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“Et in Arcadia, Part 2”
I’m not really sure what to say about that episode.
The finale of the first season of Star Trek: Picard was underwhelming, to say the least. And that is putting it mildly.
The first season of nearly every TV show has glaring flaws. It’s just the natural product of the production team feeling out their space and finding a real voice. The first eight episodes of Picard were good, albeit flawed. We saw a new side to the once-beloved captain of the U.S.S. Enterprise, enjoyed several callbacks to previous Trek series and met some new friends along the way. At the same time, the pacing was off occasionally, character development left something-to-be-desired and the overarching “point” never really exposed itself. All forgivable sins.
But that … that … was awful. I mean, wow.
Let me explain myself. Here are five things from the first season finale of Star Trek: Picard.
1. A deus ex machina for the ages
Captain Jean-Luc Picard is going to have to die at some point. We all know that. He was an old man when this iteration of Star Trek began and he’s going to be an even older man when it ends. Since the days of The Next Generation, when the crew thought they’d lost him numerous times, it was always going to be an emotional moment when he did.
And emotional, it was.
I know I probably shouldn’t get this worked up about a TV show, but you get one shot at a death scene for a character like Picard. It absolutely appalls me the writers used it to kill off arguably the most beloved character from any Star Trek series only to bring him back via a technological miracle from someone we met LAST WEEK.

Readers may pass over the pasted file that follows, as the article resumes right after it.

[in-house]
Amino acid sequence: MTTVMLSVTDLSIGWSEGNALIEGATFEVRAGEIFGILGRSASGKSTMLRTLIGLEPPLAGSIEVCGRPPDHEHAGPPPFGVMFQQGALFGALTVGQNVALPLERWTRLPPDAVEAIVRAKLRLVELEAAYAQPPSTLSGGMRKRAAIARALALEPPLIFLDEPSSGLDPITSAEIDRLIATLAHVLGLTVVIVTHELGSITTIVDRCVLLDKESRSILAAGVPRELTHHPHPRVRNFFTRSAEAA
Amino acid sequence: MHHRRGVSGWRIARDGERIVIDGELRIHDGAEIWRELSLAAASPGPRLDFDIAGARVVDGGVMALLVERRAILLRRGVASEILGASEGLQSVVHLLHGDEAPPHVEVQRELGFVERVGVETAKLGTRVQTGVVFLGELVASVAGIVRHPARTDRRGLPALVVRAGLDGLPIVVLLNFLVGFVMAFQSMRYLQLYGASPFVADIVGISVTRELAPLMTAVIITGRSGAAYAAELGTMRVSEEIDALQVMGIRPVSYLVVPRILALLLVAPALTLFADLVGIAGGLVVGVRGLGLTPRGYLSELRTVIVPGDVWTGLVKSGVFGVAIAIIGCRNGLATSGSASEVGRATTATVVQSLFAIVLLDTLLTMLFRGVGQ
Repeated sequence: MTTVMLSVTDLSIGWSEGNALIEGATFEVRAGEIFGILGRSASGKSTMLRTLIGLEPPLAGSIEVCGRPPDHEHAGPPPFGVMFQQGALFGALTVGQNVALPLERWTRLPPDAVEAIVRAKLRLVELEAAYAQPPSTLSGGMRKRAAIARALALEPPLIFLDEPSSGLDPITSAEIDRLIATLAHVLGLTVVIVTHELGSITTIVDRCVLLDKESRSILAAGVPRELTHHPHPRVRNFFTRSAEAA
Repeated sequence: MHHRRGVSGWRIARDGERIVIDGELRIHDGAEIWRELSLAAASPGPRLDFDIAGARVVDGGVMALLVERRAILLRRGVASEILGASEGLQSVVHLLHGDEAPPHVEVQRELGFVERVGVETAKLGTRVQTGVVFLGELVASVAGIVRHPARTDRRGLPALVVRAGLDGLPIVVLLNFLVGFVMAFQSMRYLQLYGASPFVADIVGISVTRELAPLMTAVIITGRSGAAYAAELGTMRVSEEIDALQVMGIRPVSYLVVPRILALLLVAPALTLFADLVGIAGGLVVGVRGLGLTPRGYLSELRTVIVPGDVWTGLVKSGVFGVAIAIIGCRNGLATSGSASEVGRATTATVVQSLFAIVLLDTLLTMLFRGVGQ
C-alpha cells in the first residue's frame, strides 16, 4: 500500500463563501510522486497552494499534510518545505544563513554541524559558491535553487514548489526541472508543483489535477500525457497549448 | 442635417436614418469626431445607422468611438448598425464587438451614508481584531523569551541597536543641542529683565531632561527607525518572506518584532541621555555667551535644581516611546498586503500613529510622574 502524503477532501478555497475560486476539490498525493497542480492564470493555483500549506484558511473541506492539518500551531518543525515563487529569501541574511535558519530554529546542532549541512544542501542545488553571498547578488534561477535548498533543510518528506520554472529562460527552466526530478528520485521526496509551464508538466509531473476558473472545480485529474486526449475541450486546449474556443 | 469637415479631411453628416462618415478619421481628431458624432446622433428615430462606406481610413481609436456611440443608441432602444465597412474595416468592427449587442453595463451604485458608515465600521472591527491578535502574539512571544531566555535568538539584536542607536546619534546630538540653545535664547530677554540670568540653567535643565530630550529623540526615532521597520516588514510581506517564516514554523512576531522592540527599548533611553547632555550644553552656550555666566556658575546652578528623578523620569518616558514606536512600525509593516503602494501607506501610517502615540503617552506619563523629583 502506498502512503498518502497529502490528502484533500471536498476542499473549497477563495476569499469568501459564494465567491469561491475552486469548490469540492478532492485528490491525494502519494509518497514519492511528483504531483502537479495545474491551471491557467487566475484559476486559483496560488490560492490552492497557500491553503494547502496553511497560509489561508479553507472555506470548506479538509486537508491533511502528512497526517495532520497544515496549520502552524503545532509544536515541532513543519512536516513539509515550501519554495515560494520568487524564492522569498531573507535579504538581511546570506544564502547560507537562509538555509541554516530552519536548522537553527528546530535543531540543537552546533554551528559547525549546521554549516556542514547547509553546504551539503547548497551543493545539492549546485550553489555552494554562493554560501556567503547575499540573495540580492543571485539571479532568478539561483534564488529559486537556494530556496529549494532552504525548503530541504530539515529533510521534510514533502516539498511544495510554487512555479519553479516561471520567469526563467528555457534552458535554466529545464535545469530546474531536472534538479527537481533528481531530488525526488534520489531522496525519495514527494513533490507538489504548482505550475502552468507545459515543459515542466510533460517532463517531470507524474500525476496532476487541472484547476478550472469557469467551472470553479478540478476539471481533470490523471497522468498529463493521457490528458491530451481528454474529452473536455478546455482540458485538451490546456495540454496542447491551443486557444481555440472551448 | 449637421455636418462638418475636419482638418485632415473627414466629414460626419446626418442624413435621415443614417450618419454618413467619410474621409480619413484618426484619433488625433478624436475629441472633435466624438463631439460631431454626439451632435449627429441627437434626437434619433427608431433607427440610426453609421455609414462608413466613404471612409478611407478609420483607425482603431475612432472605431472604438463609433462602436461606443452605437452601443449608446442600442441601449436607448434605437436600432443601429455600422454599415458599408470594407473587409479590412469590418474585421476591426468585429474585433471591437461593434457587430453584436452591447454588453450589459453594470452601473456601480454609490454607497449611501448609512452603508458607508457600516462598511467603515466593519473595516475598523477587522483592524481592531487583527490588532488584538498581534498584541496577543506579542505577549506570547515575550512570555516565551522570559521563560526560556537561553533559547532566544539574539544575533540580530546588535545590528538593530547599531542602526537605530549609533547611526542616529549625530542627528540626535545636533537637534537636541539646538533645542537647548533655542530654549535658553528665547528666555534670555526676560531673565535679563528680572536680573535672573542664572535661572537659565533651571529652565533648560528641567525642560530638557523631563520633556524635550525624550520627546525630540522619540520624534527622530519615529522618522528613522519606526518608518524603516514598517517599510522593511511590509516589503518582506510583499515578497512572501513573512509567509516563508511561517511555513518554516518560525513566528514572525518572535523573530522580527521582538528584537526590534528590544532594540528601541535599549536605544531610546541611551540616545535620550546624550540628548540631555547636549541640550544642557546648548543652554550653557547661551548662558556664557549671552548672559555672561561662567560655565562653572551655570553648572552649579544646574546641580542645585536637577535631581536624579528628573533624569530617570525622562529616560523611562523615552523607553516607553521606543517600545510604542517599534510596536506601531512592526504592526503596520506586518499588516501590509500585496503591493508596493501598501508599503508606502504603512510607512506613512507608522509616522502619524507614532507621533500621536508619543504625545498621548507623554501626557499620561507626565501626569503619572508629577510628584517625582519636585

Additionally, Picard’s death/resurrection as an Android could have been left out of the finale and the story wouldn’t have been affected at all. The only problem the writers attempted to make it solve was Soji’s sudden distrust of him — which, again, is an issue only brought up in the first part of this episode. And it didn’t even do that. Picard didn’t die fending off the Romulans. He died from a brain defect diagnosed three decades ago.
The only goal the writers accomplished here is cheapening the eventual actual death of Jean-Luc Picard — which, oh yeah, is still a thing that will happen. Even though his consciousness was transferred to an Android body, Dr. Altan Soong apparently has the capability to make sure his new vehicle will expire when Picard would have in the first place.
And I could forgive all of that — all of it — if it weren’t for the slap in the face from the writers’ room. Did you honestly expect us to believe you’d kill off the character that is the namesake of the entire series? After it’s already been greenlit for a second season? Whatever emotion they were trying to invoke by killing off Picard with 20 minutes left in the episode and giving us shots of his grieving friends was immediately squashed by anyone with a little common sense.
2. Those character returns were fan service … and that’s it
It’s just now hitting me that all those character cameos from Star Trek series past were simply tools to pull Trekkies into the new series. And it worked like a charm.